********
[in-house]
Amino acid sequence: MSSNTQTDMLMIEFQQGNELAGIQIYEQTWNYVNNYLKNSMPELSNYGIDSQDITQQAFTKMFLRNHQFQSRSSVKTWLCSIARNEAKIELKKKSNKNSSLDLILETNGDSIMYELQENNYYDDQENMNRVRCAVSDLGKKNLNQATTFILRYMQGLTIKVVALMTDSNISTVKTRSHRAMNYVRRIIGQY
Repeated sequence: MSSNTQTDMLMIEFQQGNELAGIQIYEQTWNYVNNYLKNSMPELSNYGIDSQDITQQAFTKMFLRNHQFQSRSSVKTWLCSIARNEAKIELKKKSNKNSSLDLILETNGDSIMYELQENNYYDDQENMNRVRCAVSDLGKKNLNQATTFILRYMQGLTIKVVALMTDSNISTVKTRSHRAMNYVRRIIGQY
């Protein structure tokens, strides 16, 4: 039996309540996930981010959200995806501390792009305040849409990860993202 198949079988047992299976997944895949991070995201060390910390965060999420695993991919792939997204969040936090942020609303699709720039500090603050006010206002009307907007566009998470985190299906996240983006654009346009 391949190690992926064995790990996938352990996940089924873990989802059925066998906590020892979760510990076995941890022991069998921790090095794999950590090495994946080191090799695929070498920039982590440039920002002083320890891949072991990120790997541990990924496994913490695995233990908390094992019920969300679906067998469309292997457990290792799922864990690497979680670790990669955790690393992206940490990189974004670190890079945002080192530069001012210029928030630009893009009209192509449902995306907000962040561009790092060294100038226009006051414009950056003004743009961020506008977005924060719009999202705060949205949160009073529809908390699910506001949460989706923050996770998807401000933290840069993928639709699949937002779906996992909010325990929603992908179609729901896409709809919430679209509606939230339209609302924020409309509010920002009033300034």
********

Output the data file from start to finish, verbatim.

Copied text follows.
[in-house]
Amino acid sequence: MSSNTQTDMLMIEFQQGNELAGIQIYEQTWNYVNNYLKNSMPELSNYGIDSQDITQQAFTKMFLRNHQFQSRSSVKTWLCSIARNEAKIELKKKSNKNSSLDLILETNGDSIMYELQENNYYDDQENMNRVRCAVSDLGKKNLNQATTFILRYMQGLTIKVVALMTDSNISTVKTRSHRAMNYVRRIIGQY
Repeated sequence: MSSNTQTDMLMIEFQQGNELAGIQIYEQTWNYVNNYLKNSMPELSNYGIDSQDITQQAFTKMFLRNHQFQSRSSVKTWLCSIARNEAKIELKKKSNKNSSLDLILETNGDSIMYELQENNYYDDQENMNRVRCAVSDLGKKNLNQATTFILRYMQGLTIKVVALMTDSNISTVKTRSHRAMNYVRRIIGQY
């Protein structure tokens, strides 16, 4: 039996309540996930981010959200995806501390792009305040849409990860993202 198949079988047992299976997944895949991070995201060390910390965060999420695993991919792939997204969040936090942020609303699709720039500090603050006010206002009307907007566009998470985190299906996240983006654009346009 391949190690992926064995790990996938352990996940089924873990989802059925066998906590020892979760510990076995941890022991069998921790090095794999950590090495994946080191090799695929070498920039982590440039920002002083320890891949072991990120790997541990990924496994913490695995233990908390094992019920969300679906067998469309292997457990290792799922864990690497979680670790990669955790690393992206940490990189974004670190890079945002080192530069001012210029928030630009893009009209192509449902995306907000962040561009790092060294100038226009006051414009950056003004743009961020506008977005924060719009999202705060949205949160009073529809908390699910506001949460989706923050996770998807401000933290840069993928639709699949937002779906996992909010325990929603992908179609729901896409709809919430679209509606939230339209609302924020409309509010920002009033300034």